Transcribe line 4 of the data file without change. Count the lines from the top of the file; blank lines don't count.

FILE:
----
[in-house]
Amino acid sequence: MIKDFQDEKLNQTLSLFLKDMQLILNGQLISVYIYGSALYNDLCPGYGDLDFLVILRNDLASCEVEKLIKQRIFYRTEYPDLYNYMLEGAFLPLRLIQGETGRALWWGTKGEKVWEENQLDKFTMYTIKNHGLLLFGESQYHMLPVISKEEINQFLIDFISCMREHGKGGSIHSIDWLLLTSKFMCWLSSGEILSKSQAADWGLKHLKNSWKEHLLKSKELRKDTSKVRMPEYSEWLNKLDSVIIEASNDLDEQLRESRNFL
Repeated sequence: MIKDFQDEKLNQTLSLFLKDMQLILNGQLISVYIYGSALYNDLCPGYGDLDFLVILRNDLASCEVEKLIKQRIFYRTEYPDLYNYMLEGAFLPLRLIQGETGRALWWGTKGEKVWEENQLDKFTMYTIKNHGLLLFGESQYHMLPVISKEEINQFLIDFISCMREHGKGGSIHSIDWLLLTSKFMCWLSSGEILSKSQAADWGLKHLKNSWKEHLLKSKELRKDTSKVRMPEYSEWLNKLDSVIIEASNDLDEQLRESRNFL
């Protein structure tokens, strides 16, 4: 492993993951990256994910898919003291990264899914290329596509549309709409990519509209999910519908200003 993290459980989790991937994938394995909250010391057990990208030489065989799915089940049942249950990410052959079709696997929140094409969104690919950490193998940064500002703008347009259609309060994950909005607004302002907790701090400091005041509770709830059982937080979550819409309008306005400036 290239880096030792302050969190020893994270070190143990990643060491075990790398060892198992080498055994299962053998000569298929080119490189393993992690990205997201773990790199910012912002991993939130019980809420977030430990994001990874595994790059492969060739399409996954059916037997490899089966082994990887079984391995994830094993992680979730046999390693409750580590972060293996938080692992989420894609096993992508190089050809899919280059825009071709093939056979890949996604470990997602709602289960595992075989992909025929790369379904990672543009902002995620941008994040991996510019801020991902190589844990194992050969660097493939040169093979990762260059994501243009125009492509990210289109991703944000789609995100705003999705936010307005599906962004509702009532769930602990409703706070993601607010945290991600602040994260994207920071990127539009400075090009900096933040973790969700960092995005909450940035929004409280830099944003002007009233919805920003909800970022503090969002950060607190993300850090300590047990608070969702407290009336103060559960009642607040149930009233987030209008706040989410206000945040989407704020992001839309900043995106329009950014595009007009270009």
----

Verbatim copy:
């Protein structure tokens, strides 16, 4: 492993993951990256994910898919003291990264899914290329596509549309709409990519509209999910519908200003 993290459980989790991937994938394995909250010391057990990208030489065989799915089940049942249950990410052959079709696997929140094409969104690919950490193998940064500002703008347009259609309060994950909005607004302002907790701090400091005041509770709830059982937080979550819409309008306005400036 290239880096030792302050969190020893994270070190143990990643060491075990790398060892198992080498055994299962053998000569298929080119490189393993992690990205997201773990790199910012912002991993939130019980809420977030430990994001990874595994790059492969060739399409996954059916037997490899089966082994990887079984391995994830094993992680979730046999390693409750580590972060293996938080692992989420894609096993992508190089050809899919280059825009071709093939056979890949996604470990997602709602289960595992075989992909025929790369379904990672543009902002995620941008994040991996510019801020991902190589844990194992050969660097493939040169093979990762260059994501243009125009492509990210289109991703944000789609995100705003999705936010307005599906962004509702009532769930602990409703706070993601607010945290991600602040994260994207920071990127539009400075090009900096933040973790969700960092995005909450940035929004409280830099944003002007009233919805920003909800970022503090969002950060607190993300850090300590047990608070969702407290009336103060559960009642607040149930009233987030209008706040989410206000945040989407704020992001839309900043995106329009950014595009007009270009």